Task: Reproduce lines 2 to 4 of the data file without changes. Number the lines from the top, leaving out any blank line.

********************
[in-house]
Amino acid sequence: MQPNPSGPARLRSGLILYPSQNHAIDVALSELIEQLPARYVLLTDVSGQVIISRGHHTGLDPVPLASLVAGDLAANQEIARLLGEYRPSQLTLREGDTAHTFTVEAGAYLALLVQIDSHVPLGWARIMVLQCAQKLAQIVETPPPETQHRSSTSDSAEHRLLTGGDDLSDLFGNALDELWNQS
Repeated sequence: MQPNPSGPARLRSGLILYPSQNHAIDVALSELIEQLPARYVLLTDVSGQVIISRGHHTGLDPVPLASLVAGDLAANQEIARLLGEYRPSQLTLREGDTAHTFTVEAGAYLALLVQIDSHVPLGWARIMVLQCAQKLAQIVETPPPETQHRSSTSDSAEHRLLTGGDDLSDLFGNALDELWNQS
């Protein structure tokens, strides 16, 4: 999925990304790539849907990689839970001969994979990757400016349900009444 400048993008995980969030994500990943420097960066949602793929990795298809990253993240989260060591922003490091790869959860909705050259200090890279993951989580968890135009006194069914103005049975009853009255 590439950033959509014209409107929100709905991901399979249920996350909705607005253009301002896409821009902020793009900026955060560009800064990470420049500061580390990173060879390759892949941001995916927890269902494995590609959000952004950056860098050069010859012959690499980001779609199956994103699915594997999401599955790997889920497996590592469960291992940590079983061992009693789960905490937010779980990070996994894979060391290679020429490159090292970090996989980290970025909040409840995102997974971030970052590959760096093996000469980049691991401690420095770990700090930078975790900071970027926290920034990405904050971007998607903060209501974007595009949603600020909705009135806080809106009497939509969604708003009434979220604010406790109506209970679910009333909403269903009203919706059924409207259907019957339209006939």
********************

Amino acid sequence: MQPNPSGPARLRSGLILYPSQNHAIDVALSELIEQLPARYVLLTDVSGQVIISRGHHTGLDPVPLASLVAGDLAANQEIARLLGEYRPSQLTLREGDTAHTFTVEAGAYLALLVQIDSHVPLGWARIMVLQCAQKLAQIVETPPPETQHRSSTSDSAEHRLLTGGDDLSDLFGNALDELWNQS
Repeated sequence: MQPNPSGPARLRSGLILYPSQNHAIDVALSELIEQLPARYVLLTDVSGQVIISRGHHTGLDPVPLASLVAGDLAANQEIARLLGEYRPSQLTLREGDTAHTFTVEAGAYLALLVQIDSHVPLGWARIMVLQCAQKLAQIVETPPPETQHRSSTSDSAEHRLLTGGDDLSDLFGNALDELWNQS
């Protein structure tokens, strides 16, 4: 999925990304790539849907990689839970001969994979990757400016349900009444 400048993008995980969030994500990943420097960066949602793929990795298809990253993240989260060591922003490091790869959860909705050259200090890279993951989580968890135009006194069914103005049975009853009255 590439950033959509014209409107929100709905991901399979249920996350909705607005253009301002896409821009902020793009900026955060560009800064990470420049500061580390990173060879390759892949941001995916927890269902494995590609959000952004950056860098050069010859012959690499980001779609199956994103699915594997999401599955790997889920497996590592469960291992940590079983061992009693789960905490937010779980990070996994894979060391290679020429490159090292970090996989980290970025909040409840995102997974971030970052590959760096093996000469980049691991401690420095770990700090930078975790900071970027926290920034990405904050971007998607903060209501974007595009949603600020909705009135806080809106009497939509969604708003009434979220604010406790109506209970679910009333909403269903009203919706059924409207259907019957339209006939």